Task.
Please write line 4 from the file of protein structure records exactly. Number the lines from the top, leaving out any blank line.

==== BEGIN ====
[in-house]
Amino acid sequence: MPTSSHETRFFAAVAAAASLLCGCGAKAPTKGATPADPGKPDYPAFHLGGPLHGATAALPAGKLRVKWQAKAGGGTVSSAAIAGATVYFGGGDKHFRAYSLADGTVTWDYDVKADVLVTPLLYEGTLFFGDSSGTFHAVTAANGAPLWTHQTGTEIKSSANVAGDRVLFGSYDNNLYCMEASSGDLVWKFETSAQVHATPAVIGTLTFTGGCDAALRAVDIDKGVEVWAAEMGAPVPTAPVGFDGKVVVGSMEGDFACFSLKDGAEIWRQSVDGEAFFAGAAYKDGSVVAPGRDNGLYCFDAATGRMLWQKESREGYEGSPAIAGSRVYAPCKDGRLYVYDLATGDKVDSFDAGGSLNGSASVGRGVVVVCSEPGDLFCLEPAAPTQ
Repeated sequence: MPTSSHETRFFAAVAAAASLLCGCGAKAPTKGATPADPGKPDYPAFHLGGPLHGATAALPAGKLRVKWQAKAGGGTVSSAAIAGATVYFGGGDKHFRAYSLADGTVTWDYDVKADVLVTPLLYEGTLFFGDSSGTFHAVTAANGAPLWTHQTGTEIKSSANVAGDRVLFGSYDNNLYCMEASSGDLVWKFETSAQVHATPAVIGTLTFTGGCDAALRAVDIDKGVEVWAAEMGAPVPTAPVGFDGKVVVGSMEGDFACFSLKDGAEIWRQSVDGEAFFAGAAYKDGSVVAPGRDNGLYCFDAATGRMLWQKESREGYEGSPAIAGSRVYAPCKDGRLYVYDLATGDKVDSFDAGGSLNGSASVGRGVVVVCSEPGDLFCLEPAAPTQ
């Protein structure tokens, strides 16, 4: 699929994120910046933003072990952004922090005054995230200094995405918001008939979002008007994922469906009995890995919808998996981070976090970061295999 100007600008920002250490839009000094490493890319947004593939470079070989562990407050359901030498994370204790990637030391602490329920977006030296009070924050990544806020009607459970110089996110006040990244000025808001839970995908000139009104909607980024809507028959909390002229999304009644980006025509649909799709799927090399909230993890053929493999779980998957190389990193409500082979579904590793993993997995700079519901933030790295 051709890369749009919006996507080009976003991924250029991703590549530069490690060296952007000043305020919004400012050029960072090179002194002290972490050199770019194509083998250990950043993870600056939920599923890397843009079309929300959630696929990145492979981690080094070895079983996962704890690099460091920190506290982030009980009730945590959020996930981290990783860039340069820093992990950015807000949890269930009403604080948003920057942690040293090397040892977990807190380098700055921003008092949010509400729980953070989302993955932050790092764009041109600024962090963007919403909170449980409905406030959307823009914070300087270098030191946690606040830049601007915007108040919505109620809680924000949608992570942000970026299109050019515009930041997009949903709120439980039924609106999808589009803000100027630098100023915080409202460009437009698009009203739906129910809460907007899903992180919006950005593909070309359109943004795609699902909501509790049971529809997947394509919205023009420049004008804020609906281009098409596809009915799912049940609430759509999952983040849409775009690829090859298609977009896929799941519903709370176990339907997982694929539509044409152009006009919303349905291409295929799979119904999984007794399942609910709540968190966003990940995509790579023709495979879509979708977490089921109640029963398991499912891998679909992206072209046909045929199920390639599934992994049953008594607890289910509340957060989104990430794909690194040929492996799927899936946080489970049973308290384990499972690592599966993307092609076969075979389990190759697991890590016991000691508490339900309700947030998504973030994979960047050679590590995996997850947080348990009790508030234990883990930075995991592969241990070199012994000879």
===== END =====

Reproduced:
């Protein structure tokens, strides 16, 4: 699929994120910046933003072990952004922090005054995230200094995405918001008939979002008007994922469906009995890995919808998996981070976090970061295999 100007600008920002250490839009000094490493890319947004593939470079070989562990407050359901030498994370204790990637030391602490329920977006030296009070924050990544806020009607459970110089996110006040990244000025808001839970995908000139009104909607980024809507028959909390002229999304009644980006025509649909799709799927090399909230993890053929493999779980998957190389990193409500082979579904590793993993997995700079519901933030790295 051709890369749009919006996507080009976003991924250029991703590549530069490690060296952007000043305020919004400012050029960072090179002194002290972490050199770019194509083998250990950043993870600056939920599923890397843009079309929300959630696929990145492979981690080094070895079983996962704890690099460091920190506290982030009980009730945590959020996930981290990783860039340069820093992990950015807000949890269930009403604080948003920057942690040293090397040892977990807190380098700055921003008092949010509400729980953070989302993955932050790092764009041109600024962090963007919403909170449980409905406030959307823009914070300087270098030191946690606040830049601007915007108040919505109620809680924000949608992570942000970026299109050019515009930041997009949903709120439980039924609106999808589009803000100027630098100023915080409202460009437009698009009203739906129910809460907007899903992180919006950005593909070309359109943004795609699902909501509790049971529809997947394509919205023009420049004008804020609906281009098409596809009915799912049940609430759509999952983040849409775009690829090859298609977009896929799941519903709370176990339907997982694929539509044409152009006009919303349905291409295929799979119904999984007794399942609910709540968190966003990940995509790579023709495979879509979708977490089921109640029963398991499912891998679909992206072209046909045929199920390639599934992994049953008594607890289910509340957060989104990430794909690194040929492996799927899936946080489970049973308290384990499972690592599966993307092609076969075979389990190759697991890590016991000691508490339900309700947030998504973030994979960047050679590590995996997850947080348990009790508030234990883990930075995991592969241990070199012994000879």